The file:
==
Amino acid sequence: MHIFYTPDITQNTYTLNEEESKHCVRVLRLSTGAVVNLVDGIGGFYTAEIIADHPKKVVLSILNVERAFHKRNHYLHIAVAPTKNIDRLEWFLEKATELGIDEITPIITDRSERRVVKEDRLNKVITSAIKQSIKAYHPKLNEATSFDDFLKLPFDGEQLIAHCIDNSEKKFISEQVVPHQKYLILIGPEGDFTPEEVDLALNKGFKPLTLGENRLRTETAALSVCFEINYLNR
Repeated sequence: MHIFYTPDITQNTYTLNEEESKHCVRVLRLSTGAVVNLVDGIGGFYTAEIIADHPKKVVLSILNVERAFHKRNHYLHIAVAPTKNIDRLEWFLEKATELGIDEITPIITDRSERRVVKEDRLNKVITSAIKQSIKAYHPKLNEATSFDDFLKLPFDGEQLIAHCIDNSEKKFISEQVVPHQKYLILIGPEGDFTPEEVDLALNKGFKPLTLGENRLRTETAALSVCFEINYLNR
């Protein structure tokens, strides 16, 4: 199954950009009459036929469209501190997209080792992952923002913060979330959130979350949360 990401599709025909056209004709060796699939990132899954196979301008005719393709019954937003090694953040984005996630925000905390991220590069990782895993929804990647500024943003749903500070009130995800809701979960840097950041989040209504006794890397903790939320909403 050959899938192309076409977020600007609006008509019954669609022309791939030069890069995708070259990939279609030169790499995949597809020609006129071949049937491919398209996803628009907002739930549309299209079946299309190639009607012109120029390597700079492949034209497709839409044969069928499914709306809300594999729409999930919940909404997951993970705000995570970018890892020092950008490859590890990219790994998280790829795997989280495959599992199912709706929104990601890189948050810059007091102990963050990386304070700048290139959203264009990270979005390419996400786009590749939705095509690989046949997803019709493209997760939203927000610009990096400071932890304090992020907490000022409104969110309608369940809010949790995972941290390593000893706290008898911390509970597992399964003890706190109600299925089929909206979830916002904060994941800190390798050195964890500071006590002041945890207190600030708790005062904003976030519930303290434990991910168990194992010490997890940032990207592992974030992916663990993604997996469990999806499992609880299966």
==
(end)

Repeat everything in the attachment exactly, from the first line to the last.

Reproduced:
Amino acid sequence: MHIFYTPDITQNTYTLNEEESKHCVRVLRLSTGAVVNLVDGIGGFYTAEIIADHPKKVVLSILNVERAFHKRNHYLHIAVAPTKNIDRLEWFLEKATELGIDEITPIITDRSERRVVKEDRLNKVITSAIKQSIKAYHPKLNEATSFDDFLKLPFDGEQLIAHCIDNSEKKFISEQVVPHQKYLILIGPEGDFTPEEVDLALNKGFKPLTLGENRLRTETAALSVCFEINYLNR
Repeated sequence: MHIFYTPDITQNTYTLNEEESKHCVRVLRLSTGAVVNLVDGIGGFYTAEIIADHPKKVVLSILNVERAFHKRNHYLHIAVAPTKNIDRLEWFLEKATELGIDEITPIITDRSERRVVKEDRLNKVITSAIKQSIKAYHPKLNEATSFDDFLKLPFDGEQLIAHCIDNSEKKFISEQVVPHQKYLILIGPEGDFTPEEVDLALNKGFKPLTLGENRLRTETAALSVCFEINYLNR
């Protein structure tokens, strides 16, 4: 199954950009009459036929469209501190997209080792992952923002913060979330959130979350949360 990401599709025909056209004709060796699939990132899954196979301008005719393709019954937003090694953040984005996630925000905390991220590069990782895993929804990647500024943003749903500070009130995800809701979960840097950041989040209504006794890397903790939320909403 050959899938192309076409977020600007609006008509019954669609022309791939030069890069995708070259990939279609030169790499995949597809020609006129071949049937491919398209996803628009907002739930549309299209079946299309190639009607012109120029390597700079492949034209497709839409044969069928499914709306809300594999729409999930919940909404997951993970705000995570970018890892020092950008490859590890990219790994998280790829795997989280495959599992199912709706929104990601890189948050810059007091102990963050990386304070700048290139959203264009990270979005390419996400786009590749939705095509690989046949997803019709493209997760939203927000610009990096400071932890304090992020907490000022409104969110309608369940809010949790995972941290390593000893706290008898911390509970597992399964003890706190109600299925089929909206979830916002904060994941800190390798050195964890500071006590002041945890207190600030708790005062904003976030519930303290434990991910168990194992010490997890940032990207592992974030992916663990993604997996469990999806499992609880299966």